PM Lodges Protest Over UN Report

Prime Minister Hun Sen has lodged an official and emphatic objection with the UN over a Security Council mission’s report warning that Cambodia could harbor international terrorists.

Attacking the report as “nonsense” and its author as creating “his own fantasy,” the prime minister argued in a letter to UN Secretary-General Kofi Annan that Cambodia proved its strong stance on terror last year by arresting two Thais and an Egyptian with suspected links to the regional group Jemaah Islamiyah.

“Cambodia has sufficient measures to combat terrorism. This is why, so far, Cambodia has had no act of terrorism conducted on its soil,” Hun Sen wrote in the letter, dated Wednesday and made public Thursday through the Minis­try of Information. “As part of its tough measures, Cambodia has arrested three suspected terrorists, who are now in detention.”

Heraldo Munoz, chairman of a UN Security Council committee on terrorist groups, warned last week that terrorists could use the country as a base, infuriating the prime minister. He chastised Mu­noz and the report in a speech Wednesday, and his letter to  Annan continued the critique.

“The malicious statement made by Mr Munoz is not only baseless but also came with an intention to discredit Cambodia. Mr Munoz has his own fantasy, and it is sad that a person with such a profile would make an irresponsible and unsubstantiated statement,” Hun Sen wrote.

“Cambodia strongly rejects this nonsense and foolish statement by Mr Munoz,” he wrote. Hun Sen asked that the letter be circulated to all members of the Secur­ity Council and General Assem­bly.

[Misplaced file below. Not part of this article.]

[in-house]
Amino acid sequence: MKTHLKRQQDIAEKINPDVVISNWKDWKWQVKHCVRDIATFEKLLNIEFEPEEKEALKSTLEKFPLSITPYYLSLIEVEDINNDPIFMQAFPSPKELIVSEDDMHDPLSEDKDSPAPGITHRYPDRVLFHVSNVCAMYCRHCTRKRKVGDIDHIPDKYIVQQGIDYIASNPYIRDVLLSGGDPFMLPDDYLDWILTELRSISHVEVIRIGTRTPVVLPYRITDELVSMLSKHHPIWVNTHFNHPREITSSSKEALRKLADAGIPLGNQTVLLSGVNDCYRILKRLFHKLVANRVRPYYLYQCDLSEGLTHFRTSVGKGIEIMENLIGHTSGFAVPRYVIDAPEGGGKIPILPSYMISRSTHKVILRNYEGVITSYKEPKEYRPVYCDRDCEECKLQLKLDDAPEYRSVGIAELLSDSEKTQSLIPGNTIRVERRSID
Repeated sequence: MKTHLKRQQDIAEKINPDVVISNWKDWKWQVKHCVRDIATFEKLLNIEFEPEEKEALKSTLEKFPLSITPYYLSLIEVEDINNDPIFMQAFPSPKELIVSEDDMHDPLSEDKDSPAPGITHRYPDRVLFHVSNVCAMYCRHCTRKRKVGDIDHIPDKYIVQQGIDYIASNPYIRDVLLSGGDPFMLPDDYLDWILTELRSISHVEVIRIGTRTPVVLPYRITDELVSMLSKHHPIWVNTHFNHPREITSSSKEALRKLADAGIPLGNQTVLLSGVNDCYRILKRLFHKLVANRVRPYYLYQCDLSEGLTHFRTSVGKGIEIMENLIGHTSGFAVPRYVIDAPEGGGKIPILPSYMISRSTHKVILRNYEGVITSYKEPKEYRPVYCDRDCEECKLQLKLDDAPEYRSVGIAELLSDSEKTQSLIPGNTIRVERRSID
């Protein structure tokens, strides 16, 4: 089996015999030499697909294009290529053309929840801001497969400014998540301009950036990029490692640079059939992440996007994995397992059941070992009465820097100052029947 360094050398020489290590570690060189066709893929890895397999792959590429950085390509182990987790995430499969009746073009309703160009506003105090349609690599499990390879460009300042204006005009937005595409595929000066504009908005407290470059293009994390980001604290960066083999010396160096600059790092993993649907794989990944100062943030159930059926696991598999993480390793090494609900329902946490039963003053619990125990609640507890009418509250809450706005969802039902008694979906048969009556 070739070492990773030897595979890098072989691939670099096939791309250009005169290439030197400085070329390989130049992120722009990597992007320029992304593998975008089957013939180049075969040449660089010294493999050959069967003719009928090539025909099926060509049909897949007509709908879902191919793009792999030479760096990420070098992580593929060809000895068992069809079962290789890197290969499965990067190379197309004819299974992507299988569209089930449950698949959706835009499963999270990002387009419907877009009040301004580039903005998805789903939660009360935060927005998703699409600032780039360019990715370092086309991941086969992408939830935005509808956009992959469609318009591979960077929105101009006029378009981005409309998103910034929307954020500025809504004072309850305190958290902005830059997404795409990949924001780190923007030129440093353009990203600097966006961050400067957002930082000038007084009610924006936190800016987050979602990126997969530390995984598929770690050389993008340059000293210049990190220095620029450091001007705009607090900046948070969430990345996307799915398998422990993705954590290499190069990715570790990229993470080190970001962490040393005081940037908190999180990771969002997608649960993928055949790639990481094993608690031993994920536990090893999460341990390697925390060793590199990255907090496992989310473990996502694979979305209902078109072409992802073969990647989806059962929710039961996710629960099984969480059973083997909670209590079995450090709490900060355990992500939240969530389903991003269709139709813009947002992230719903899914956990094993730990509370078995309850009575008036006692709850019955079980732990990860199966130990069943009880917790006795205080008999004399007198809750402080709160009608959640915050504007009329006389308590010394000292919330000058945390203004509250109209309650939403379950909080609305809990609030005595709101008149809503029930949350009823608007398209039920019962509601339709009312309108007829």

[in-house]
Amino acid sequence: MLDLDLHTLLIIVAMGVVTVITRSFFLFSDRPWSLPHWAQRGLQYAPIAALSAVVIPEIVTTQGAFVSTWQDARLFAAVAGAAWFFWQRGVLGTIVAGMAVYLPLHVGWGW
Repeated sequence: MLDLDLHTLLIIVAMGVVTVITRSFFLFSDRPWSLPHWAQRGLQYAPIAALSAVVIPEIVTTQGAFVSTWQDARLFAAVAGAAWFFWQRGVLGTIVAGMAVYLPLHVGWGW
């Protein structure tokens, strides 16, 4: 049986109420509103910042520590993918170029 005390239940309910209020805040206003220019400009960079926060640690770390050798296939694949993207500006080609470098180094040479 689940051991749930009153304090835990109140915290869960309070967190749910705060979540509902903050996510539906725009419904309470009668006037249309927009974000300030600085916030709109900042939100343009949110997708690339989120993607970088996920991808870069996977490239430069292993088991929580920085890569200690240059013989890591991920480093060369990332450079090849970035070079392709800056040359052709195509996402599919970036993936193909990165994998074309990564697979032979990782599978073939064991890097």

The UN has not replied publicly to the letter. In his remarks about Cambodia, Munoz said the country needs international cooperation in keeping terrorists out, citing visits by Jemaah Islamiyah operations chief Hambali in 2002 and 2003, shortly before his arrest in Thailand.

In May 2003, Cambodian au­thorities, working with information provided by the US, closed an Islamic school in Kandal province and arrested Thai nationals Muhammad Yalaludin Mading and Abdul Azi Haji Chiming and Egyptian Esam Mohammed Khidr Ali, accusing them of links to Hambali’s group. Cambodian Cham Muslim Sman (head) Esma El was arrested a month later on similar charges.

However, attorney Kao Sou­pha, who is representing the three foreign suspects, said the prime minister chose the wrong case as evidence of the government’s best efforts.

The men have been held in prison roughly one year in excess of the legal six-month pre-trial period, and judicial irregularities have led human rights advocates to question the government’s handling and strength of the case.

“Related to the Samdech’s statement that Cambodia does not have any terrorism, why did the court then detain these suspects…18 months without trial?” Kao Soupha wrote in a letter to Hun Sen.

 

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